Meanwhile in India which created its first organic state, Sikkim, in 2016 (in Sikkim farmers are 100% organic), market research firm TechSci projects the country’s organic food market to grow at a CAGR of 25% between 2016-2021.
On a country level, Denmark and Bhutan have ambitious plans to be 100% organic by 2020, a positive trend for the global organic food market.
The underlying driving force behind the global organic food revolution is the millennial generation (those born between 1980 to 2000). In the United States, for instance, the world’s biggest organic food market, over 52% of organic food shoppers are millenials according to a survey by the Organic Trade Association. An estimated 25% of American millenials are parents and this figure is expected to increase to 80% over the next 10-15 years. As the percentage of millenials with children grows in the coming years, organic food sales are projected to rise as well.
To meet rising organic food demand, the number of organic food producers and the amount of organic acreage continue to increase globally.
Worldwide, the number of organic food producers increased twelve-fold in sixteen years from 200,000 producers in 1999 to 2.4 million producers in 2015 according to a report by the Research Institute of Organic Agriculture (Forschungsinstitut für biologischen Landbau or FiBL). During the same period, land used for organic farming expanded fivefold from 11 million hectares in 1999 to 50.9 million hectares in 2015. Despite this increase, organic farmland represented just 1.1% of the world’s farmland in 2015 indicating ample room for expansion.
Nearly 45% of the world’s organic farmland is located in Australia, where with 22.7 million hectares makes it the country with the world’s largest area of organic agricultural land by hectare in 2015, way ahead of second-placed Argentina which has just 3.07 million hectares of organic acreage. In third-placed United States which is the world’s biggest organic food market, just 2.03 hectares of land is used for organic farming.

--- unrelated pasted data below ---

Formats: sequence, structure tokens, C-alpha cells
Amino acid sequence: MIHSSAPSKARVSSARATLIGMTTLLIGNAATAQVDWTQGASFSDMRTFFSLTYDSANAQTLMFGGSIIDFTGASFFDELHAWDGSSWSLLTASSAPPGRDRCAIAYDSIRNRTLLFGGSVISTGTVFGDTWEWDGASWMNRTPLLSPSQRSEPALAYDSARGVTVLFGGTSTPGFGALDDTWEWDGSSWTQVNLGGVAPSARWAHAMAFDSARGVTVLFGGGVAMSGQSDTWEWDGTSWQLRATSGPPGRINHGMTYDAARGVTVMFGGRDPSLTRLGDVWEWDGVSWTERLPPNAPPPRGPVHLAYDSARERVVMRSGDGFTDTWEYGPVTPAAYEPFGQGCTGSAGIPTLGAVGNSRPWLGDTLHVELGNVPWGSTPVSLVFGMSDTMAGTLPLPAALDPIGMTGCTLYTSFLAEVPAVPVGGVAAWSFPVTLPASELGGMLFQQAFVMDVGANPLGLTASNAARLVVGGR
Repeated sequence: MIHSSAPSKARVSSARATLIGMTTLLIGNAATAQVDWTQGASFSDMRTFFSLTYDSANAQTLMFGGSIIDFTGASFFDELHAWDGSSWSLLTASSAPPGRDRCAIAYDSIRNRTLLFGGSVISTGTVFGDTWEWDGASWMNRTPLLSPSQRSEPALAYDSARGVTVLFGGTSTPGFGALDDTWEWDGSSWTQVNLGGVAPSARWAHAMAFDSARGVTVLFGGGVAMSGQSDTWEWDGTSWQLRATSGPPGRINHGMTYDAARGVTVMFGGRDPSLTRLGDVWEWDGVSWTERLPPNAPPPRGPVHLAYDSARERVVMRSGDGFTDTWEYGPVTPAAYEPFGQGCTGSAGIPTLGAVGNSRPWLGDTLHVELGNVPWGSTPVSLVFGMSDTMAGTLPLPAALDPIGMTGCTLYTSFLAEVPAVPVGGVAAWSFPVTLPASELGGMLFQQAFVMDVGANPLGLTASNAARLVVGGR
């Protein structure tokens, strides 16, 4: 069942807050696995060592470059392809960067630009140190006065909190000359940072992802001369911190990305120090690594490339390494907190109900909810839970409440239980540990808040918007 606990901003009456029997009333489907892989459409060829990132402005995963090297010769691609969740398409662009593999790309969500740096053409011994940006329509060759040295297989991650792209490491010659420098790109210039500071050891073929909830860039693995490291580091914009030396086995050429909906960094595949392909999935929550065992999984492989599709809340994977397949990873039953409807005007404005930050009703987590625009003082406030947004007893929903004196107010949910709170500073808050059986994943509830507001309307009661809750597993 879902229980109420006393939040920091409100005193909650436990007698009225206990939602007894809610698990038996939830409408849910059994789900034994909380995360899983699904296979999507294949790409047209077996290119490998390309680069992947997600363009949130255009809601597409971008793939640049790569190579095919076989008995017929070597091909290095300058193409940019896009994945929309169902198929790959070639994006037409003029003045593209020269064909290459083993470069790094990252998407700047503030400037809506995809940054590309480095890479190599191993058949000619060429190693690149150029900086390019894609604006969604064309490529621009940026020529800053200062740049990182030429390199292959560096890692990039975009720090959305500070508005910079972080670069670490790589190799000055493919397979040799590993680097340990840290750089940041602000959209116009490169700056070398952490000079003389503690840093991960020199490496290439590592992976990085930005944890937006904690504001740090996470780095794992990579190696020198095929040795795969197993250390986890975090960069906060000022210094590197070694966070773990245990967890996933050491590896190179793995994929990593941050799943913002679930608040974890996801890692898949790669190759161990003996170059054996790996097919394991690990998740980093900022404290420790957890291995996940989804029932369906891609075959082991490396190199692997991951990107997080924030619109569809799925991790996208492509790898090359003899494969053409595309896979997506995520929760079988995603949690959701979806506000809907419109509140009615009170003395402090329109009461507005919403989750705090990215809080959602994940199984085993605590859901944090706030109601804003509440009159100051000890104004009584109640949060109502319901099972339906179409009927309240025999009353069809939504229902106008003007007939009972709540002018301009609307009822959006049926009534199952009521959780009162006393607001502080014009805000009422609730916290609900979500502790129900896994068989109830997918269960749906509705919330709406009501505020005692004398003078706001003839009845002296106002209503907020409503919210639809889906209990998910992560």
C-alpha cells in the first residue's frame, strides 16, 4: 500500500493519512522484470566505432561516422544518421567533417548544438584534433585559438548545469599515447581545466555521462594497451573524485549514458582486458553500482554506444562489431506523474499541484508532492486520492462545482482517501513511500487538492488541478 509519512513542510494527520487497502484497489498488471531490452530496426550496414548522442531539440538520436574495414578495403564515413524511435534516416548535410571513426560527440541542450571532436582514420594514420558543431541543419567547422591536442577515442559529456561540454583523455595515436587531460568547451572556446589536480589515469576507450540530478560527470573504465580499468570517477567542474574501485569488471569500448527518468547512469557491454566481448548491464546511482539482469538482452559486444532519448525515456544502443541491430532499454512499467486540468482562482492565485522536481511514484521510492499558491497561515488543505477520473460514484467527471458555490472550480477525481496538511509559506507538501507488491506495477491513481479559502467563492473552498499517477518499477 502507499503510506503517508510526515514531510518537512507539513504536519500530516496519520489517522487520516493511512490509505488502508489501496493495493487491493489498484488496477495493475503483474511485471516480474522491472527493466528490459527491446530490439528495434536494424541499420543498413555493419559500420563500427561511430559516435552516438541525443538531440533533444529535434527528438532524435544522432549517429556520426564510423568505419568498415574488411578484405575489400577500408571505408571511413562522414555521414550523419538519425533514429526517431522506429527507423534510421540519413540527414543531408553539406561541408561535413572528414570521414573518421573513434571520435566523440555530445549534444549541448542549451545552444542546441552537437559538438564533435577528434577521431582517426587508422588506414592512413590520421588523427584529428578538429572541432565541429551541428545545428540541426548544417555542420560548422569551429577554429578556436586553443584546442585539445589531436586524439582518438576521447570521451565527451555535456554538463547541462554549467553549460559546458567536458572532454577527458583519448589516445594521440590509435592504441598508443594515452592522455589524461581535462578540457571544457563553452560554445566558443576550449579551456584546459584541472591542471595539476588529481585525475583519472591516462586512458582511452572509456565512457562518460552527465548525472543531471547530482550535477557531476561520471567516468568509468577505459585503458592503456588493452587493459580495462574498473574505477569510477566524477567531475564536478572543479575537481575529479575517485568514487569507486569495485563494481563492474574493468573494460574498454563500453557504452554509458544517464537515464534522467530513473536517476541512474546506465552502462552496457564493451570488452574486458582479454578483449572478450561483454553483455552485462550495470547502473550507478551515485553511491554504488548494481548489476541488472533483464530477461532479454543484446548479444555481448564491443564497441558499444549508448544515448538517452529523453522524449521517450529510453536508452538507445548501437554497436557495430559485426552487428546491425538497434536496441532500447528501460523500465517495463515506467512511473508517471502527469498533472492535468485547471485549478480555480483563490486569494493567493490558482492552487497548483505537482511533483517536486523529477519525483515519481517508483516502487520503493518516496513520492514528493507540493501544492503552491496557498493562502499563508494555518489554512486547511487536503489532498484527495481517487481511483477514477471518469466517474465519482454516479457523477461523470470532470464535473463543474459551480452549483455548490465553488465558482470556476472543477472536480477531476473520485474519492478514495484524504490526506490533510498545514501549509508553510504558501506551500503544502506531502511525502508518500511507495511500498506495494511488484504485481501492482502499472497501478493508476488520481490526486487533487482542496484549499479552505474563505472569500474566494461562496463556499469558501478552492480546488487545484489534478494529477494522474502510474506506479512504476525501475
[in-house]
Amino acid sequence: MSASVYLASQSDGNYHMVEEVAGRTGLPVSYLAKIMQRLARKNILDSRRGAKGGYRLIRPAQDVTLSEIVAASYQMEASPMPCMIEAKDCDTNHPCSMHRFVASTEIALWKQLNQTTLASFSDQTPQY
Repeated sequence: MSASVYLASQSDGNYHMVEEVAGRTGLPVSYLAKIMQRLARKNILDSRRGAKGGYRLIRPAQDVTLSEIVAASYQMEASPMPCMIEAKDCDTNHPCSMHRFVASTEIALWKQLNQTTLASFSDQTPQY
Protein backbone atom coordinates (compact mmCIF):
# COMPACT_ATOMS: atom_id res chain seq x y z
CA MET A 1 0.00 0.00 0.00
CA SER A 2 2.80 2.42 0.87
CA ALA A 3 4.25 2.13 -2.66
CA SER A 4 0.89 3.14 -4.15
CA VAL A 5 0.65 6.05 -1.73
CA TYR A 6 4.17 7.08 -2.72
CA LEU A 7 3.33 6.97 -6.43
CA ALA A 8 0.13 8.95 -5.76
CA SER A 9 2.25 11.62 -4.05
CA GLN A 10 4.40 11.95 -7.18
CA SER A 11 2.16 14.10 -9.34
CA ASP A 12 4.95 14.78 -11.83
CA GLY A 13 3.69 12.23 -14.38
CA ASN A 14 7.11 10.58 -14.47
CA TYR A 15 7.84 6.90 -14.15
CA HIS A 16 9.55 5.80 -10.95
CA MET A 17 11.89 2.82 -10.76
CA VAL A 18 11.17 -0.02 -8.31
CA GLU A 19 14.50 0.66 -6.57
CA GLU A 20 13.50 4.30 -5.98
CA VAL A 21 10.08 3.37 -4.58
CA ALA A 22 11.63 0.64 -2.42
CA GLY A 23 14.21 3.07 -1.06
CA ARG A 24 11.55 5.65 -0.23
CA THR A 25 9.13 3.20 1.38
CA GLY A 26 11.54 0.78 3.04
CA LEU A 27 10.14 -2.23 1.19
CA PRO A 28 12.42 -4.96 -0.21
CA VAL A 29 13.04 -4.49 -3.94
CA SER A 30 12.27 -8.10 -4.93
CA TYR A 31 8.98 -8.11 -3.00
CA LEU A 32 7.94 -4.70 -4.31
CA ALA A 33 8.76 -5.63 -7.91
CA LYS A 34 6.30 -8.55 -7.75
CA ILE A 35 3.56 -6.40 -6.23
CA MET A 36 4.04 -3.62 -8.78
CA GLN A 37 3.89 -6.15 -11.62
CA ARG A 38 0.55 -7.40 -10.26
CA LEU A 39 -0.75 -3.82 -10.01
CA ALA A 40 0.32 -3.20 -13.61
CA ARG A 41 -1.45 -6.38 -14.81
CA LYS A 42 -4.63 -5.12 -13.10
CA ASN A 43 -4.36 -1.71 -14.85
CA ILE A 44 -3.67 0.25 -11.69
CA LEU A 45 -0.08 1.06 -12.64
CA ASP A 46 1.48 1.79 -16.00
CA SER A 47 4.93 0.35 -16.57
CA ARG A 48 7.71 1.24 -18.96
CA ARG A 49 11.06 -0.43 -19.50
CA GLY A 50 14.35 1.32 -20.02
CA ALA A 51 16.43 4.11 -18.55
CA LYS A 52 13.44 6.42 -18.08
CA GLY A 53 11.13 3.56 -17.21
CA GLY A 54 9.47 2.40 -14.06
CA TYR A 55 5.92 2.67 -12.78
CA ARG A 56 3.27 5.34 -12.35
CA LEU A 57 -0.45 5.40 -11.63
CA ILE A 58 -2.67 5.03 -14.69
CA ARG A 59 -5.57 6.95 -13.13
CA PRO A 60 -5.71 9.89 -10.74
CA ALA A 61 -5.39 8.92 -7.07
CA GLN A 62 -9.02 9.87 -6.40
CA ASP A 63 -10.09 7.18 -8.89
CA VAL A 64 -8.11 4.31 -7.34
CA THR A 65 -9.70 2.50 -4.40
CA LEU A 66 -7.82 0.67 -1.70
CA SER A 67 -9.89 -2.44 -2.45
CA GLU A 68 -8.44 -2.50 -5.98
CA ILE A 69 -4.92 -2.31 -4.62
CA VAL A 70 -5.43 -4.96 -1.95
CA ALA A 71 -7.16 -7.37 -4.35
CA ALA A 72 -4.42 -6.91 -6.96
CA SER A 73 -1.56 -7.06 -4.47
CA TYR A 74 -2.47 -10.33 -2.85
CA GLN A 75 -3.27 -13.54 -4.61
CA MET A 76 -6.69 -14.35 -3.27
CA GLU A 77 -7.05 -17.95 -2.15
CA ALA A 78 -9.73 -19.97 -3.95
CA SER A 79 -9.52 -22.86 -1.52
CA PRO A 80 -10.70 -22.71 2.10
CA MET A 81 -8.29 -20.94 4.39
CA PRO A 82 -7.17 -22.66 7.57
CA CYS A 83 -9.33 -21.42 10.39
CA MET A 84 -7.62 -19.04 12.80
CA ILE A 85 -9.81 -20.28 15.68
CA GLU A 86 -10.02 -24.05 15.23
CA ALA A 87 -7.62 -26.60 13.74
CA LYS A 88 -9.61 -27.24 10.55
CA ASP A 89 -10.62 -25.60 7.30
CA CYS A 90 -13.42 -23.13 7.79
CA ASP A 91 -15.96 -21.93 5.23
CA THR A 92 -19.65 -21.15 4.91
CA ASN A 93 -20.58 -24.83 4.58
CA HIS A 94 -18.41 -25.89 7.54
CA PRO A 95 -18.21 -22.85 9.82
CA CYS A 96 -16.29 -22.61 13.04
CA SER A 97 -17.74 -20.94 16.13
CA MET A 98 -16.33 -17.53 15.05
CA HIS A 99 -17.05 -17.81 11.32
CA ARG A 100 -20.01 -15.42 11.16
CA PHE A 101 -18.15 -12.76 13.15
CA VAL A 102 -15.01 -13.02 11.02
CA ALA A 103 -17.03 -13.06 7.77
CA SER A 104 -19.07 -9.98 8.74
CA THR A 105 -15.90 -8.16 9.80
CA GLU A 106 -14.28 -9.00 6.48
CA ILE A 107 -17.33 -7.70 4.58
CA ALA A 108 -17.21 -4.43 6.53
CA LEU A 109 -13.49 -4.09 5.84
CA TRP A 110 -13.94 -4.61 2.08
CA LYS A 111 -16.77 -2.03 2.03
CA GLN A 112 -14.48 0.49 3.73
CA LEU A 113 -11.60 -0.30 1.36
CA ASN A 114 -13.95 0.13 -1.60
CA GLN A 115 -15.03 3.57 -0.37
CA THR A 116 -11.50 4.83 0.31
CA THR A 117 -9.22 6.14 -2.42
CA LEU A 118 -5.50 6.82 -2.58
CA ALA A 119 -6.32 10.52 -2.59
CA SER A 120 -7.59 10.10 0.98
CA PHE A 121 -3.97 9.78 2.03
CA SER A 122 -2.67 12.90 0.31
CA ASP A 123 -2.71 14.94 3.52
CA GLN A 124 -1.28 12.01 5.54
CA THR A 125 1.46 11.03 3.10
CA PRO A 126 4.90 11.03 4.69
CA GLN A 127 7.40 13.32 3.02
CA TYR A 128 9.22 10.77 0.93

The global organic food trend has been a boon for Australian food producers. Despite having the largest area of certified organic land in the world, organic food sales account for just 1% of Australia’s total food and beverage sales. Part of this may be due to the fact that most of Australia’s organic farmland is used for cattle farming (which explains why organic beef is Australia’s top organic food export by tonnage) and hence the country’s overall organic food output is relatively low.
However, it may also be due to a growing hunger for Australian organic products from export markets such as the East Asia (which accounted for 38% of Australian organic food exports by tonnage in 2017), North America (29%) and Europe (12%).
China, in particular is a major growth opportunity. Australian organic food exports by tonnage to China jumped 55% between 2016 and 2017 and China’s share of Australian organic food exports by tonnage nearly doubled from 9% in 2016 to 15% in 2017 according to data from the 2018 Australian Organic Market Report.
Much of growth in China’s organic food demand stems from the baby food category, particularly organic infant formula. China is the biggest export market for Australian organic baby food and formulas and Australian organic dairy products.